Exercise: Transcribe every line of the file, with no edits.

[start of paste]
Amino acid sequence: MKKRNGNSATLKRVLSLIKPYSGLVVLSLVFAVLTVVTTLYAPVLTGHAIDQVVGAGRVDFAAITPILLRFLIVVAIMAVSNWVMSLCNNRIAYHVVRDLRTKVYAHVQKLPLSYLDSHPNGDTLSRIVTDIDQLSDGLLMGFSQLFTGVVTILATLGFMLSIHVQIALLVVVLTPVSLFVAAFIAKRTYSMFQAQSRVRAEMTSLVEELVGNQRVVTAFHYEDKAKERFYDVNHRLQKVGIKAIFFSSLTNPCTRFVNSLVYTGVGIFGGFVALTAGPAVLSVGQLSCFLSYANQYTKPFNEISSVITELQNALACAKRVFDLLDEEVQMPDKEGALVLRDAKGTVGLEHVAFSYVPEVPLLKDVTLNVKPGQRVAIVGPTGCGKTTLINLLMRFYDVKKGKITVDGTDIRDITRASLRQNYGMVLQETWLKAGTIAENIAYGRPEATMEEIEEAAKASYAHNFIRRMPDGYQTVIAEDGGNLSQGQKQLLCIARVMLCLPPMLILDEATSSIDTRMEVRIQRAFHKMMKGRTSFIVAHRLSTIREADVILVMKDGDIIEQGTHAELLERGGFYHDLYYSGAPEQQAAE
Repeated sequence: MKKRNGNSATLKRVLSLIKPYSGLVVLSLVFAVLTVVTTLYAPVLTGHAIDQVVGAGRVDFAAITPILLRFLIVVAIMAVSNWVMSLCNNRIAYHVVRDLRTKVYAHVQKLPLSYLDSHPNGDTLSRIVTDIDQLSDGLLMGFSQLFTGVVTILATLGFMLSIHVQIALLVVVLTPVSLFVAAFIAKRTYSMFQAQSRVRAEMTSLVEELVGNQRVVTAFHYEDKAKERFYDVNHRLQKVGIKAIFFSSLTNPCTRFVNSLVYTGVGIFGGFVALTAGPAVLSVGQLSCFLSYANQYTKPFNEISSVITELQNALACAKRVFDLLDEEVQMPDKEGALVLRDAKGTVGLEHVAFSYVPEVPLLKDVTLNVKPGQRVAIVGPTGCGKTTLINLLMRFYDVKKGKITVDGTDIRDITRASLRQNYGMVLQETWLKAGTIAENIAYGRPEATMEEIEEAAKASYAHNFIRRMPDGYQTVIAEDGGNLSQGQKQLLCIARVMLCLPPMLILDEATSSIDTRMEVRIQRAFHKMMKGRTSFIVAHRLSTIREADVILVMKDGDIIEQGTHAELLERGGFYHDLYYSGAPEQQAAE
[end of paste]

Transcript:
Amino acid sequence: MKKRNGNSATLKRVLSLIKPYSGLVVLSLVFAVLTVVTTLYAPVLTGHAIDQVVGAGRVDFAAITPILLRFLIVVAIMAVSNWVMSLCNNRIAYHVVRDLRTKVYAHVQKLPLSYLDSHPNGDTLSRIVTDIDQLSDGLLMGFSQLFTGVVTILATLGFMLSIHVQIALLVVVLTPVSLFVAAFIAKRTYSMFQAQSRVRAEMTSLVEELVGNQRVVTAFHYEDKAKERFYDVNHRLQKVGIKAIFFSSLTNPCTRFVNSLVYTGVGIFGGFVALTAGPAVLSVGQLSCFLSYANQYTKPFNEISSVITELQNALACAKRVFDLLDEEVQMPDKEGALVLRDAKGTVGLEHVAFSYVPEVPLLKDVTLNVKPGQRVAIVGPTGCGKTTLINLLMRFYDVKKGKITVDGTDIRDITRASLRQNYGMVLQETWLKAGTIAENIAYGRPEATMEEIEEAAKASYAHNFIRRMPDGYQTVIAEDGGNLSQGQKQLLCIARVMLCLPPMLILDEATSSIDTRMEVRIQRAFHKMMKGRTSFIVAHRLSTIREADVILVMKDGDIIEQGTHAELLERGGFYHDLYYSGAPEQQAAE
Repeated sequence: MKKRNGNSATLKRVLSLIKPYSGLVVLSLVFAVLTVVTTLYAPVLTGHAIDQVVGAGRVDFAAITPILLRFLIVVAIMAVSNWVMSLCNNRIAYHVVRDLRTKVYAHVQKLPLSYLDSHPNGDTLSRIVTDIDQLSDGLLMGFSQLFTGVVTILATLGFMLSIHVQIALLVVVLTPVSLFVAAFIAKRTYSMFQAQSRVRAEMTSLVEELVGNQRVVTAFHYEDKAKERFYDVNHRLQKVGIKAIFFSSLTNPCTRFVNSLVYTGVGIFGGFVALTAGPAVLSVGQLSCFLSYANQYTKPFNEISSVITELQNALACAKRVFDLLDEEVQMPDKEGALVLRDAKGTVGLEHVAFSYVPEVPLLKDVTLNVKPGQRVAIVGPTGCGKTTLINLLMRFYDVKKGKITVDGTDIRDITRASLRQNYGMVLQETWLKAGTIAENIAYGRPEATMEEIEEAAKASYAHNFIRRMPDGYQTVIAEDGGNLSQGQKQLLCIARVMLCLPPMLILDEATSSIDTRMEVRIQRAFHKMMKGRTSFIVAHRLSTIREADVILVMKDGDIIEQGTHAELLERGGFYHDLYYSGAPEQQAAE